Abstract
The standard prepolarized and nonpolarized measurement sequencies used in fastfieldcycling (FFC) NMR relaxometry [1] suffer from two major drawbacks:
(a) Due to the magnetization evolution during switching intervals, the longitudinal magnetization evolves with increasing τ towards nonzero values. Consequently, FFCNMR decay curves must be fitted with an adjustable 'offset' parameter, in addition to the decay rates and weights of individual sample components (for example, three parameters in the case of a monoexponential fit).
(b) Measurements are carried out using different sequences at high relaxation fields (NP) and at low relaxation fields (the crossover field being approximately half of the polarization field). For reasons which are not yet quite clear, this sometimes leads to a statistically significant discrepancy between the two 'sections' of the resulting NMRD profile.
We propose new measurement sequences consisting in a combination of RF pulsephase cycling, receiver cycling and magnetic field cycling, such that all switchingtime interval effects get cancelled, while the sample prepolarization effects and the subsequent decay are enhanced.
In such sequences, the acquired signal S(τ) decays rigorously to zero when τ grows to infinity (which is why we call them nullbiased). Essentially all classical FFCNMR sequences can be cast in this way (the basic NP/PP, IR, IR_CPMG, ...), some of them in a way which does not at all reduce the efficiency of the measurement (i.e., the total signal range which can be achieved in a given time).
The nullbiased sequences offer several important advantages:
(1) Since S(∞) is strictly null and does not have to be estimated experimentally, there is no need to acquire portions of the decay curve where the signal is already almost stable (this leads to a time saving).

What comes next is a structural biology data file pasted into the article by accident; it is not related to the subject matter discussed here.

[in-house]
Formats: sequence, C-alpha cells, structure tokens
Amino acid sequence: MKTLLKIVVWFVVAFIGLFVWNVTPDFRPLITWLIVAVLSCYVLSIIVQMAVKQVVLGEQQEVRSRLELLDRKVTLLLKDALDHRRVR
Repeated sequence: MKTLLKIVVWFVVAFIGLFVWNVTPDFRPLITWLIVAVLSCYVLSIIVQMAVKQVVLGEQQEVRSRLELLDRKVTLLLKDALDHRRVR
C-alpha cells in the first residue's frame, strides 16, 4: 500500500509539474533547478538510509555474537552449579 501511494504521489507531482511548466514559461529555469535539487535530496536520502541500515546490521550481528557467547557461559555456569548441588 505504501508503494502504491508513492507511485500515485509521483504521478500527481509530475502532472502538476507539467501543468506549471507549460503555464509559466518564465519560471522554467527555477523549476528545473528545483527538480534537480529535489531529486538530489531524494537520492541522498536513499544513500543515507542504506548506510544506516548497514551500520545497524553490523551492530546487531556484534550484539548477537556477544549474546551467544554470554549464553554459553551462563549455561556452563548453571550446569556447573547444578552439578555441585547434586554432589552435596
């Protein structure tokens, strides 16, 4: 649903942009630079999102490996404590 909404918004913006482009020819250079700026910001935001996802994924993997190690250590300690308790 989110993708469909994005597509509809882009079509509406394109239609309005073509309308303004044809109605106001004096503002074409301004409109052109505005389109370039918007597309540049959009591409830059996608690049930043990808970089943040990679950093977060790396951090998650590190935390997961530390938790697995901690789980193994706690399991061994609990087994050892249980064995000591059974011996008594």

(2) For the same reason, the data can be fitted without the adjustable offset parameter (for example, a twoparameter fit is sufficient in the case of a monoexponential decay). Considering the effect of number of adjustable parameters on their confidance intervals, this fact alone improves the precision of the estimated T_{1} by a large factor (~10).
(3) In most cases, the same sequence can be used to acquire the NMRD profile over the complete range of field values (for example, from 5 kHz to 40 MHz). As a result, the measured NMRD profiles are internally more coherent and no discrepancy between highfield data and lowfield data can occur.
We discuss also an apparent drawback of the new sequences consisting in the fact that they enhance the visual impact of random field variations between consecutive scans. Analysis shows, however, that traditional measurements are burdened by the same instabilities, even though they are to a large extent masked by the switchinginterval signal components.
References:
 G.Ferrante, S.Sykora, Technical Aspects Of Fast Field Cycling,
in Adv.Inorg.Chem., Eds. R.van Eldik,I.Bertini, 2005, 57, 405470.
 C.Radhakrishna Rao, Linear Statistical Inference and its Applications, John Wiley & Sons, 1973.